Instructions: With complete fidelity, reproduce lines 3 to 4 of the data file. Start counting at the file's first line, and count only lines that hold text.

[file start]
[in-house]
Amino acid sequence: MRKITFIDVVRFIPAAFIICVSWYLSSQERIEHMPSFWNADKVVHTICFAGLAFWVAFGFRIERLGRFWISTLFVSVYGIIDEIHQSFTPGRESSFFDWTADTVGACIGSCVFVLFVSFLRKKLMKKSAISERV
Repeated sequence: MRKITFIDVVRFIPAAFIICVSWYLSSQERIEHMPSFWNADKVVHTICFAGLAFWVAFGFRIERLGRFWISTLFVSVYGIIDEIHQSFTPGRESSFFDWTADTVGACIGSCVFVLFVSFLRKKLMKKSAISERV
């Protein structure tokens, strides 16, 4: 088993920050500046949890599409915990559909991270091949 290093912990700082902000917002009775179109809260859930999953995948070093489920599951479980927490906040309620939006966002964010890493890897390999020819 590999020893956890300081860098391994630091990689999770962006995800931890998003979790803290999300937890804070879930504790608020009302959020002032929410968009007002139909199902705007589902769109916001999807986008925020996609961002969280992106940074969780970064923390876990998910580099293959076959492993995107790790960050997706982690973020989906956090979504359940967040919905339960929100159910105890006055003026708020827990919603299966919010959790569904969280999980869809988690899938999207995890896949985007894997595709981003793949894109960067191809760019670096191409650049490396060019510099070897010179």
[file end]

Repeated sequence: MRKITFIDVVRFIPAAFIICVSWYLSSQERIEHMPSFWNADKVVHTICFAGLAFWVAFGFRIERLGRFWISTLFVSVYGIIDEIHQSFTPGRESSFFDWTADTVGACIGSCVFVLFVSFLRKKLMKKSAISERV
């Protein structure tokens, strides 16, 4: 088993920050500046949890599409915990559909991270091949 290093912990700082902000917002009775179109809260859930999953995948070093489920599951479980927490906040309620939006966002964010890493890897390999020819 590999020893956890300081860098391994630091990689999770962006995800931890998003979790803290999300937890804070879930504790608020009302959020002032929410968009007002139909199902705007589902769109916001999807986008925020996609961002969280992106940074969780970064923390876990998910580099293959076959492993995107790790960050997706982690973020989906956090979504359940967040919905339960929100159910105890006055003026708020827990919603299966919010959790569904969280999980869809988690899938999207995890896949985007894997595709981003793949894109960067191809760019670096191409650049490396060019510099070897010179």